A few months ago we decided to do a little experiment. We knew we were going to be in six major cities over a three-week period, so we kept a journal documenting our customer service experiences in each place we stopped. We noted our interaction with every airline, hotel, restaurant, and store we flew on or stepped foot in. At the end of the three weeks we had a handful of pleasant experiences, but we’re sorry to report that most were nothing to write home about. Several times the interaction was so bland we compared it to doing business with a vending machine. And some experiences were just plain depressing. Even some of the great customer service leaders, the companies that everyone talks and writes about, failed to do much more than handle the transaction.
Are we being picky? Maybe. After all, we observe the customer experience for a living, but we don't think we’re that much different than you are when you’re a customer. And we’re certainly no different than the tens of thousands of customers who do business with you each year.
Great customer service -- customer advocacy -- begins and ends with the customer experience. The things they tell their friends about your salon can greatly affect their future visits. It doesn't matter if you're the store owner, manager, corporate executive, or front-line sales associate. You can either create a unique service experience customers will talk about or you can merely do what’s expected. Providing -- or not providing -- great customer care is a choice that is yours to make. Here are five things you can do right now to improve your customer care:
1. Treat your customers like guests.
There is a not so subtle difference between a guest and a customer. Disney refers to their customers as guests; Nordstrom does, too. Both of these companies are well known for legendary customer care. So, does a name make the customer experience better? Yes, because it represents the first step in a culture that permeates throughout the business.
If you invited a friend to your home, you wouldn't ignore them once they were inside; you'd be glad to see them and they’d know it. Customers are the same way. When you open for business you are inviting people to your store. Doesn’t it make sense to make them feel welcome?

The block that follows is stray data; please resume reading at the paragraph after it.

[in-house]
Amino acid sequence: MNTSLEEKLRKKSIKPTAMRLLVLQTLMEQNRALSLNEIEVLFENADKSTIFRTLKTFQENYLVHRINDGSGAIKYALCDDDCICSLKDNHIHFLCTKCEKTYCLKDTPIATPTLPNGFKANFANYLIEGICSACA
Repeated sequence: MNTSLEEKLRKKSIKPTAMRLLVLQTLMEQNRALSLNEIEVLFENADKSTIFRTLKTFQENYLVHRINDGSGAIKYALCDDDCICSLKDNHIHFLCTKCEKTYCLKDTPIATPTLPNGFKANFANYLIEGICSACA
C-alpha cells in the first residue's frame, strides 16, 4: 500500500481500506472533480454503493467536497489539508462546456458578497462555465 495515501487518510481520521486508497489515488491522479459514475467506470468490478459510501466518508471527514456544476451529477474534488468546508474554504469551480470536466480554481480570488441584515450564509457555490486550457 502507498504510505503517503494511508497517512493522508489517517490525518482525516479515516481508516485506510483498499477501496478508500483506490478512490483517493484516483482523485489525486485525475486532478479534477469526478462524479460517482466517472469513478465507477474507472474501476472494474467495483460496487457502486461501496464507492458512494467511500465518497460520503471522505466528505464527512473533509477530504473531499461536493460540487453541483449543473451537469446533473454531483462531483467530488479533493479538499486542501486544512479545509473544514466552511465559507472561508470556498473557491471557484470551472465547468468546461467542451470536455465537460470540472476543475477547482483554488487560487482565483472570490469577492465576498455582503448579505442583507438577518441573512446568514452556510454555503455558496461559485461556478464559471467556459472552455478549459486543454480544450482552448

We're all familiar with the Wal-Mart Greeter, the person at the front door who says hello and offers guests a shopping cart or circular. But the Greeter's job is much more important than just saying hello; that simple welcoming gesture lets shoppers know right away that Wal-Mart is happy to see them.
The Greeter is not unique to Wal-Mart. At Build-a-Bear Workshops a Bear Builder™ Associate greets guests and tells them about the stuffed friend he or she is carrying. Associates at Krispy Kreme look up from what they’re doing to smile at guests who enter the store. And if you’re lucky, and we were more than a few times in those three weeks, you’re likely to meet a Krispy Kreme associate who'll offer you a warm doughnut to eat while you wait to place your order. And at Ghirardelli Chocolates, we received a warm welcome and an individually wrapped chocolate square.
A greeter might make sense for you on days when the salon is really busy, but when it’s not, you can still make guests feel welcome. Adopt our "7-Tile Rule™": whenever anyone in the store -- sales associate, stock person, or CEO -- comes within seven floor tiles – that’s 7’ – of a guest, they must personally acknowledge that guest. You can engage the guest in conversation or look her in the eye and smile and nod, whatever makes sense at the time is okay as long as every single guest is acknowledged. You really want to make this a priority? Tell your team that if they catch you ignoring a guest, lunch is on you every Saturday for a month.
2. Make the guest experience hassle-free
Several years ago we arrived at a five diamond hotel at 3:00 in the morning. We had a keynote presentation at 8:30 AM, so we were going to have to sleep fast. Rich got his key and headed off to his room; Georganne and the bellman headed off to hers. When they got there the room appeared to be occupied, so they returned to the front desk where the night manager assured Georganne that the room was not occupied. This conversation continued until the manager finally visited the room himself and realized that the room had not been cleaned. Shouldn’t he have checked it himself the first time Georganne told him it was occupied?
Several weeks later we were checking into the Mirage Hotel and Casino in Las Vegas at 3:00 am only to find they were out of non-smoking rooms. Not to worry, the desk clerk said, and handed us keys to a 2,000 square foot, two bedroom suite. At the same rate as our standard rooms.